Few say the real estate market is overbuilt, as it was in the late 1980s. And, while many expect that the region will get more shops, offices and warehouses and perhaps even a major hotel, the onslaught of development and leasing may not be what it's been.
Bank of America Corp.
Many owners and investors in real estate went bankrupt under a crush of vacant buildings in the early 1990s. But many who survived likely went on to some of their best years as the economy soared later in the decade.
So at the first signs of a softening economy, banks and Wall Street investors in real estate take a more cautious approach. Fitzgerald said he would be looking for developers to take a larger equity stake in their projects and to lease more of their buildings before they break ground.
Further muddying the picture are technology companies that have filled a large number of buildings in recent years but are now scaling back or going out of business. Landlords are asking for more rent upfront.
Some of the standouts from 2000 will remain standouts in the next year, local agents said. They include the Baltimore-Washington corridor's office market and Harford County's warehouse market.
But the region will reflect a national slowdown, said David Houck, of the Staubach Co. While even Columbia has been no match for the hottest markets, including San Francisco, Boston and Northern Virginia, all will see a slight cooling-off this year.
"The frenzy, the panic is gone from the marketplace," he said.
Office buildings are planned on the fringes of downtown, such as in Locust Point and Inner Harbor East, said Douglas E. Schmidt, a senior associate at CB Richard Ellis Inc. They are becoming "legitimate" office addresses for tech companies and others.
Some tech companies are locating in Class B buildings in the central business district, lured by cheap rent from Boxer Property Management Corp., but experts are skeptical about any major Class A development in the central business district.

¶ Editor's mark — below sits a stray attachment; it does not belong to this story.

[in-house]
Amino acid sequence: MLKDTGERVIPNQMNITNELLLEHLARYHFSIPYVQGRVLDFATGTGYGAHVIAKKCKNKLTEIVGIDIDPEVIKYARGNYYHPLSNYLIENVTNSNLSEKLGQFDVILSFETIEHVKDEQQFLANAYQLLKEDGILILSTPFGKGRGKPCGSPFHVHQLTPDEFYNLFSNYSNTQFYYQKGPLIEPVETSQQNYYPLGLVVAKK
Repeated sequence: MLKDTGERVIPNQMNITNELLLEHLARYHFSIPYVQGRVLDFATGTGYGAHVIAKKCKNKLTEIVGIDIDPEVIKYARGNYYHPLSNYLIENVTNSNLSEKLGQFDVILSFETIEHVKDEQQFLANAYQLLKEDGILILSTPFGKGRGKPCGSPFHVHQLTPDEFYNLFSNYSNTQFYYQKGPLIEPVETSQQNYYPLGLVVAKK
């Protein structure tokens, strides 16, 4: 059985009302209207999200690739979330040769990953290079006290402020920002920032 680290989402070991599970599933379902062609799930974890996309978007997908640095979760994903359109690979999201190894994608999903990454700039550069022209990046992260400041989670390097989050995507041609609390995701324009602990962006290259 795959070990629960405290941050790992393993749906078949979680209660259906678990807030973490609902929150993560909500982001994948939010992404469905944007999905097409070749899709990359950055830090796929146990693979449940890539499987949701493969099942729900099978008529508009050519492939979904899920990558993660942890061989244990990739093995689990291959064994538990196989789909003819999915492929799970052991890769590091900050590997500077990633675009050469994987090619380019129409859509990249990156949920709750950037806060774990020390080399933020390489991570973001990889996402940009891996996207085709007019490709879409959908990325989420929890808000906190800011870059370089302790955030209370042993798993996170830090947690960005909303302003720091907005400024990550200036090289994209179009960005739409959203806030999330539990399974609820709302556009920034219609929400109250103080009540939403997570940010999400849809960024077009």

Development companies including J. J. Clarke Enterprises and Lockwood Associates have sites but no construction dates.
Financing remains the problem.
Developers with expensive pieces of land need to build large towers, but there are no large anchor tenants to fill them and attract investment.
Another problem is rents, said Courtenay Jenkins, senior vice president at Trammell Crow Co. Vacancy rates will continue to drop in the city and Baltimore County, and that will force up rates, but not enough to pay for new construction. Class A rents in the city are about $30 a square foot a year and county rents are around $25 a square foot.
"We're not looking for a bang-up year in 2001," Jenkins said. "Companies in the city and county will pretty much stay put due to lack of alternatives."
In the Baltimore-Washington corridor, which has been the hottest market in recent years, top-tier offices will likely continue to attract financing because there are still in demand. More definite need for space will be clear by February as companies decide what their expansion needs will be, said Randall M. Griffin, president and chief operating officer of Corporate Office Properties Trust.
"I expect good solid growth," he said. "The projects under way are probably OK. It's the next round that people should look at carefully."